Don's first game was September 8, 1982, and his final game was October 1, 1995.
Don's wife is named Kim.
Don and his wife have three sons: Taylor Patrick (3/17/85), Preston Michael (8/28/87), and Jordon William (7/23/91).
Don weighs 200 pounds.
Don is six feet tall.
On Don, Dwight Gooden says, "I'm glad I don't have to face that guy every day. He (Don Mattingly) has that look that few hitters have. I don't know if it's his stance, his eyes or what, but you can tell he means business."
A plaque in Monument Park says the following about Don: "A Humble Man of Grace and Dignity. A Captain Who Led by Example. Proud of the Pinstripes Tradition and Dedicated to the Pursuit of Excellence. A Yankee Forever."
On signing autographs, "This guy is working all week and he brings his son to this show, has to pay $2 to get in, maybe $5 for a picture and then $6 for an autograph. These guys have to think you're a real ass with your head down all the time signing."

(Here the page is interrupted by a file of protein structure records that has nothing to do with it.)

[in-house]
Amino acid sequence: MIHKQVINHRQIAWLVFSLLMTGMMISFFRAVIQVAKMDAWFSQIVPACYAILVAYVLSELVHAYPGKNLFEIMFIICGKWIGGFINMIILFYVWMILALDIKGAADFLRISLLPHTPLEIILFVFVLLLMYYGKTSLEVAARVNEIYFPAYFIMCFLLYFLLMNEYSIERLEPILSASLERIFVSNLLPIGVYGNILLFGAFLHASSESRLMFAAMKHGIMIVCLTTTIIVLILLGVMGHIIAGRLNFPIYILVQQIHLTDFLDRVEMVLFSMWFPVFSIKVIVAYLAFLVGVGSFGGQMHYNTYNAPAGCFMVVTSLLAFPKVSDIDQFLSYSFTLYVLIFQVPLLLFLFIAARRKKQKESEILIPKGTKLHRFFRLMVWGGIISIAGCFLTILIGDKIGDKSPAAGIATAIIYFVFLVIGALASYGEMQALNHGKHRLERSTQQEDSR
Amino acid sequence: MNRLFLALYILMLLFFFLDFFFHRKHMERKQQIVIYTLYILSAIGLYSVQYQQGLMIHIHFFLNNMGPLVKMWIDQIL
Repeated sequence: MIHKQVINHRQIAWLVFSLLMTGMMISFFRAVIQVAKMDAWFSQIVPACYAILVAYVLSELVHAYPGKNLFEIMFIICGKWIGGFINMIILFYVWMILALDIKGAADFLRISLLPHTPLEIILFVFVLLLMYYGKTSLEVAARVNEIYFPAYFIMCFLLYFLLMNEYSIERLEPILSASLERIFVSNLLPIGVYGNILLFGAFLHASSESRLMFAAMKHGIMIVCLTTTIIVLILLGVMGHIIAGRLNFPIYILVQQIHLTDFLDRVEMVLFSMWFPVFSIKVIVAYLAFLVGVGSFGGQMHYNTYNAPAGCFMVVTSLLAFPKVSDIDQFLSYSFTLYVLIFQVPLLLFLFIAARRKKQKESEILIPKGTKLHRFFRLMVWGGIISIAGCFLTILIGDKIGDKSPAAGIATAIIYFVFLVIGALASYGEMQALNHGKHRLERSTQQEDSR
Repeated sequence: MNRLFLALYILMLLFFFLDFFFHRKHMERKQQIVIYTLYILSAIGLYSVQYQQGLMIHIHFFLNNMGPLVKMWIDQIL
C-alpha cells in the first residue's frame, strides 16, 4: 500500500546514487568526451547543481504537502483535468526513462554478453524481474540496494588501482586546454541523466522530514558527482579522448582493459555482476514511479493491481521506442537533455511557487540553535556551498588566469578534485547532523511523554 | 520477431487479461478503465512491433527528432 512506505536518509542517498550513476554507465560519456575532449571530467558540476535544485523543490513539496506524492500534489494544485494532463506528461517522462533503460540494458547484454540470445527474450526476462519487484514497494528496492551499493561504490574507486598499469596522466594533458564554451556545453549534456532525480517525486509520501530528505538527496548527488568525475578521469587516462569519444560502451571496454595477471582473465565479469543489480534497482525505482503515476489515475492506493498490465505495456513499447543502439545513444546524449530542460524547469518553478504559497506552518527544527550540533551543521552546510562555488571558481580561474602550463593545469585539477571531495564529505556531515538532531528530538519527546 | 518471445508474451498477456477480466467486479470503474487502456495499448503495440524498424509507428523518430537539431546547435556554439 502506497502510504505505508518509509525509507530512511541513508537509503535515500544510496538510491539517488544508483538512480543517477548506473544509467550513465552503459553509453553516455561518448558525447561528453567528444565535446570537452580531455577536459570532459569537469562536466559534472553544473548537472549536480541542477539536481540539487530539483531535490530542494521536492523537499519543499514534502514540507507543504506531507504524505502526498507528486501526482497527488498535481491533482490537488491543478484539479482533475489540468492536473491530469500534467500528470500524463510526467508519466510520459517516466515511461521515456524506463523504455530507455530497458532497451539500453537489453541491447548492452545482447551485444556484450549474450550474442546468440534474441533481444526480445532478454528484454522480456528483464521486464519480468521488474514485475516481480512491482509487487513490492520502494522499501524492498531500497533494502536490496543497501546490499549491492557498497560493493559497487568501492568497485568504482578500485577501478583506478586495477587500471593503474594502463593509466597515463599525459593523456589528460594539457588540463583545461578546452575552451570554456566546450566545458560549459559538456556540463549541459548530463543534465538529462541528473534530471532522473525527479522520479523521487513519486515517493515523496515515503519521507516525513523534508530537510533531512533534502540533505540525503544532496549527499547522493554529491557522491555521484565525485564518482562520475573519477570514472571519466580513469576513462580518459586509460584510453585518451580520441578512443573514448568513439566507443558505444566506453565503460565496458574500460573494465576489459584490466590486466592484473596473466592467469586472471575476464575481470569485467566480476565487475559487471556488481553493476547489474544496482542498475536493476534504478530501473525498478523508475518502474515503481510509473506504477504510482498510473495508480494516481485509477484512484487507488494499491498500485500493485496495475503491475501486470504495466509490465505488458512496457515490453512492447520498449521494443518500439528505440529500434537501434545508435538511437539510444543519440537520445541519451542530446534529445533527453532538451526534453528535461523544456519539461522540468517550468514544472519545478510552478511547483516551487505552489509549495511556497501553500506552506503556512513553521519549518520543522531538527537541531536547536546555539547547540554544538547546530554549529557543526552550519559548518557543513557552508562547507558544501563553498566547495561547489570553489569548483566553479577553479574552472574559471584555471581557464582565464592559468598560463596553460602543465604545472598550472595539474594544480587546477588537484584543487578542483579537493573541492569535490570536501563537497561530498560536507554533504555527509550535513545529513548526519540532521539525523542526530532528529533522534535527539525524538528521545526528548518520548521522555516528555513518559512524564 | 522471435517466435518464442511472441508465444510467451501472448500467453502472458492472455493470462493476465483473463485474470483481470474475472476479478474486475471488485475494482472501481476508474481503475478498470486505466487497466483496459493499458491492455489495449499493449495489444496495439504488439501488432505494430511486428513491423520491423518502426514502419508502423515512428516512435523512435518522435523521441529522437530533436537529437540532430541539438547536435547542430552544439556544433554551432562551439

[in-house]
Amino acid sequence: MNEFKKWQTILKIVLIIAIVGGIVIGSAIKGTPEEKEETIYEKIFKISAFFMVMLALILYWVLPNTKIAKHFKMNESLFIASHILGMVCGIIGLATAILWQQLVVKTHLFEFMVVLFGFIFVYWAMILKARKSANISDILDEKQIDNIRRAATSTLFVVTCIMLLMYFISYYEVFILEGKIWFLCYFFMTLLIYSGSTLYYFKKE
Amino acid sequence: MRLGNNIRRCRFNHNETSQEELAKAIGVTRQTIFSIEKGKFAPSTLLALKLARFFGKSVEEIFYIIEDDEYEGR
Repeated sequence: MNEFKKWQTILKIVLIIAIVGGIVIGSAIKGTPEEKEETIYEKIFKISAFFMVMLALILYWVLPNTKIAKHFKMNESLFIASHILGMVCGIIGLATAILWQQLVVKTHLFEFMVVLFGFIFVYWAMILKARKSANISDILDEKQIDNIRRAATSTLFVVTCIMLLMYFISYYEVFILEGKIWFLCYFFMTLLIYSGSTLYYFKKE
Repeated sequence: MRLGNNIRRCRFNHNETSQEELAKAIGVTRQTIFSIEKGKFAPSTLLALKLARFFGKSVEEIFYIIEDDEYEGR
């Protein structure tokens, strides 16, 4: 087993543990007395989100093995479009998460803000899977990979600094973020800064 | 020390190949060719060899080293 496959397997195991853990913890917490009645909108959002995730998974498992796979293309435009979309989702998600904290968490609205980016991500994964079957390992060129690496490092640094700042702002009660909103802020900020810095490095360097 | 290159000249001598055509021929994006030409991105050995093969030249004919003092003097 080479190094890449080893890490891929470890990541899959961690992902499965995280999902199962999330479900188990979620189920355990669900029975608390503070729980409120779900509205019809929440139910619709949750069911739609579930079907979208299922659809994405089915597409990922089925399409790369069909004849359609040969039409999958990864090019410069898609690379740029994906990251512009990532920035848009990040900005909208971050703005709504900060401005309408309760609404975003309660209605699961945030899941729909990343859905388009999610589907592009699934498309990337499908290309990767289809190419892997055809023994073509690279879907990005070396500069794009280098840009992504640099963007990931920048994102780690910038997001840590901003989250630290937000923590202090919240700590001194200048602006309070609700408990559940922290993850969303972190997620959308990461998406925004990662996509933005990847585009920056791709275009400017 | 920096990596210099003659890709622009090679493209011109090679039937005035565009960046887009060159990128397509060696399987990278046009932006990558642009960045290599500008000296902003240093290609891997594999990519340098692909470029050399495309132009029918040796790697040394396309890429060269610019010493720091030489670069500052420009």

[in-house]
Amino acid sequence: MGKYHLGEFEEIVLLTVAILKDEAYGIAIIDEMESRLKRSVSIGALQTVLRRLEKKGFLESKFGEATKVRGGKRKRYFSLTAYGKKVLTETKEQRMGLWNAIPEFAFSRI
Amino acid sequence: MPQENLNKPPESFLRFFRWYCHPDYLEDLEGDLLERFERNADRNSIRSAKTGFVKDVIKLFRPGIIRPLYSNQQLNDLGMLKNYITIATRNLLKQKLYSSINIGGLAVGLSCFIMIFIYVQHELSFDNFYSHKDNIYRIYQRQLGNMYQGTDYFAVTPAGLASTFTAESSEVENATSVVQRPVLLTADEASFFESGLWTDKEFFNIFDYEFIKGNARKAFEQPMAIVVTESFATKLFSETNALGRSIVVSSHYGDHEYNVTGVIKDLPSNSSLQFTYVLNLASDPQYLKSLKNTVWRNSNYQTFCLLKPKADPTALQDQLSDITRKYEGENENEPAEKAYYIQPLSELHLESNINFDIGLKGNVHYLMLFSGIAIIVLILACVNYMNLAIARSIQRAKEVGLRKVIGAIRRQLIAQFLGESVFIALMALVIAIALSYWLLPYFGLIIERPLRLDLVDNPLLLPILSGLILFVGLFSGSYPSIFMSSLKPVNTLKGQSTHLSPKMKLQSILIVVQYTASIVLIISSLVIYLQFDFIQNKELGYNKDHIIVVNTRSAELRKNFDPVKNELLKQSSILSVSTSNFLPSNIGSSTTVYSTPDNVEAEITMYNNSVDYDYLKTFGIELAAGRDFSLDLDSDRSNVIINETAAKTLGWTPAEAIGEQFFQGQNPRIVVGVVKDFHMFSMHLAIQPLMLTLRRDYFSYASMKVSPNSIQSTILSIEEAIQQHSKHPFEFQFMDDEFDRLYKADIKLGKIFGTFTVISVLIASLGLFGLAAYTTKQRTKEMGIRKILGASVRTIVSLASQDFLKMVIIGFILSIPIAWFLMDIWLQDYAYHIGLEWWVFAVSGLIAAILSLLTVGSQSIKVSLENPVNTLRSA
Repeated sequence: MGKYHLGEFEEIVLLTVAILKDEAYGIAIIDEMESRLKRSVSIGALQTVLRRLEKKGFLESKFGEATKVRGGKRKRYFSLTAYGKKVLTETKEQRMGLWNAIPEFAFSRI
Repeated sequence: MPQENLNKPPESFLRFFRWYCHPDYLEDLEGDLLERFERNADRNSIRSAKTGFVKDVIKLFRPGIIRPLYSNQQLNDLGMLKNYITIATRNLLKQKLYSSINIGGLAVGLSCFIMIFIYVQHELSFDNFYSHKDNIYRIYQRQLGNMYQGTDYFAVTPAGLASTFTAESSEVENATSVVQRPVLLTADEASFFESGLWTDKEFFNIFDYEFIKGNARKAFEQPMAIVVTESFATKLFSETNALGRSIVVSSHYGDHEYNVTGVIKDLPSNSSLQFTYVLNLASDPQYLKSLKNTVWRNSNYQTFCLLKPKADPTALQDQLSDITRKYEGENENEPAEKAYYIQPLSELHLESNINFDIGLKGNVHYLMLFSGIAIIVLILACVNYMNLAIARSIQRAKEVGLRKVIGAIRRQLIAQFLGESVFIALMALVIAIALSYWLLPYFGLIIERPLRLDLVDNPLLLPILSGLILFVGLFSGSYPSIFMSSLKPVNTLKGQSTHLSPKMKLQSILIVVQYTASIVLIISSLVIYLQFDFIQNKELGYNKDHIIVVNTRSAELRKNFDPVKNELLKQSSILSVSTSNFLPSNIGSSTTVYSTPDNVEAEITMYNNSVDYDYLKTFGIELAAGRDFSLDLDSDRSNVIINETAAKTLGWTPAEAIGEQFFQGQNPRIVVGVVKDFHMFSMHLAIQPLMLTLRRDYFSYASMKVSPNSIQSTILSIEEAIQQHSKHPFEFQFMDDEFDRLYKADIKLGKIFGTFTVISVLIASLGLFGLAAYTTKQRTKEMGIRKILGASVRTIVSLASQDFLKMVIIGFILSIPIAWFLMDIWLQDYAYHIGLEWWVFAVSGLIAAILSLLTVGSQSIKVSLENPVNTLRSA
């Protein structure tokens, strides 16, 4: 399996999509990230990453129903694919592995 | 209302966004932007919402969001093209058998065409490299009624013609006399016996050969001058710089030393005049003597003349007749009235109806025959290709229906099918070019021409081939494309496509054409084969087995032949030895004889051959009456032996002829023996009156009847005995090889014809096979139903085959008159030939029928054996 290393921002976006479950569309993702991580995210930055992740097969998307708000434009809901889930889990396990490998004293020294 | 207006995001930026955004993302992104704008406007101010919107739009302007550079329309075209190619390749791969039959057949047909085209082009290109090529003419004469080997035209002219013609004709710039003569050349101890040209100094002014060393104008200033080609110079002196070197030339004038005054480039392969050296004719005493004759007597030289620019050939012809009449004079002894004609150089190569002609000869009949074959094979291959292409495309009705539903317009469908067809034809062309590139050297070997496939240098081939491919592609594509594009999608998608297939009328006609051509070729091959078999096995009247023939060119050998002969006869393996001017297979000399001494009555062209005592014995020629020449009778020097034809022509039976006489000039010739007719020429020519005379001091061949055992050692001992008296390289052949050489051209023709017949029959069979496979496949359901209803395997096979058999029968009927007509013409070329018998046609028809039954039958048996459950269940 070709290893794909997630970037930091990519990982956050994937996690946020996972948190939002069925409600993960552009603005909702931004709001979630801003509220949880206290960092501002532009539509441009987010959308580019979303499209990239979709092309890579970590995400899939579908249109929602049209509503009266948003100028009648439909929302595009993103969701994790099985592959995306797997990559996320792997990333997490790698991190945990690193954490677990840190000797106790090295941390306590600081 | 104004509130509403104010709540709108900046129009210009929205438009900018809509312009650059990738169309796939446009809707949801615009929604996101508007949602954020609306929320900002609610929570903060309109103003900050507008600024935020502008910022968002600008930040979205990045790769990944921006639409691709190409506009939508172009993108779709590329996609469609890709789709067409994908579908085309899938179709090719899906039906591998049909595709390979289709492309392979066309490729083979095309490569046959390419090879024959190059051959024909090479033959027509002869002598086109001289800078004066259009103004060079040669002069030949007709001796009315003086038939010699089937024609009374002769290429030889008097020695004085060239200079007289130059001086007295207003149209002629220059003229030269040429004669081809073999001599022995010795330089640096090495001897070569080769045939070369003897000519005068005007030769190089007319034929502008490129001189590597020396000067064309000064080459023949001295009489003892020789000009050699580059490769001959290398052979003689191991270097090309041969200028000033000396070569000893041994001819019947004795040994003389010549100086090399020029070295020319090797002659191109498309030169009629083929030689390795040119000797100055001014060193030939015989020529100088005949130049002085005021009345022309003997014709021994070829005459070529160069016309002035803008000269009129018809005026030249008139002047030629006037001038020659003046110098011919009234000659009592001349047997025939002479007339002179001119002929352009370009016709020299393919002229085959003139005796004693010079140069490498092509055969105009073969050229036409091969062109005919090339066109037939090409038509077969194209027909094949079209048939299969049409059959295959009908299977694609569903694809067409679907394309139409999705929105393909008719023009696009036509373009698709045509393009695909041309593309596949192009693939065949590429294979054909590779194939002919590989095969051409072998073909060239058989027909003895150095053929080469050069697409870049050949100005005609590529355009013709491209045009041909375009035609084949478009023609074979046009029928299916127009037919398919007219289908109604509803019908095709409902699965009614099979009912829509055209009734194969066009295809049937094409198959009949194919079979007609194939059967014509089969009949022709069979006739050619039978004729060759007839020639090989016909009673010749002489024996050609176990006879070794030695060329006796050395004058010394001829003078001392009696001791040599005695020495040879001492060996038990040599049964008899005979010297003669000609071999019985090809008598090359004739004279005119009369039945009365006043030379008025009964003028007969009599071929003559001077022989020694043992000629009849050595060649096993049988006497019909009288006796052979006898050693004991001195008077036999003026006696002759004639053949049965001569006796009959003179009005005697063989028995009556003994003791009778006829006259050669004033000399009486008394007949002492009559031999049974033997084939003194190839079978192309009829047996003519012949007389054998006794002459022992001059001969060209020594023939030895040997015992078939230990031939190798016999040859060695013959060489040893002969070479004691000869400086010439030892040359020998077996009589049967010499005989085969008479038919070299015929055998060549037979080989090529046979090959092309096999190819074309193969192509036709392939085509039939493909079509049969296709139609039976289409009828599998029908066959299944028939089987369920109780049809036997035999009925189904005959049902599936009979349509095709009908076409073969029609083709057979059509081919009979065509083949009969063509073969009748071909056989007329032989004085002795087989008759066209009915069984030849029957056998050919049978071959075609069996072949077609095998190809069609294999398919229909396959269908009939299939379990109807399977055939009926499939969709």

On the media, Don says, "I can't concern myself with what's going on with the club or what the media is writing. If you pay attention to those things, that's when you get yourself in trouble."
On being a Yankee, Don says, "The players get no respect around here. They give you money, that's it, not respect. We get constantly dogged and players from other teams love to see that. That's why nobody wants to play here."
On Babe Ruth, Don jokes, "Honestly, at one time I though Babe Ruth was a cartoon character. I really did, I mean I wasn't born until 1961 and I grew up in Indiana."
Don's nicknames are "Donnie Baseball" and "The Hit Man."
Don hit a whopping six grand slams in 1987.
Don wore jersey number 46 for his first two seasons and then changed his number to 23. When his jersey was retired by the Yankees, they chose to retire just number 23 since he wore that for the bulk of his career.
Sadly, Don never won a World Series ring.
Don played first base for the Yankees from 1982 until his retirement in 1995.
Don is the current New York Yankees hitting coach.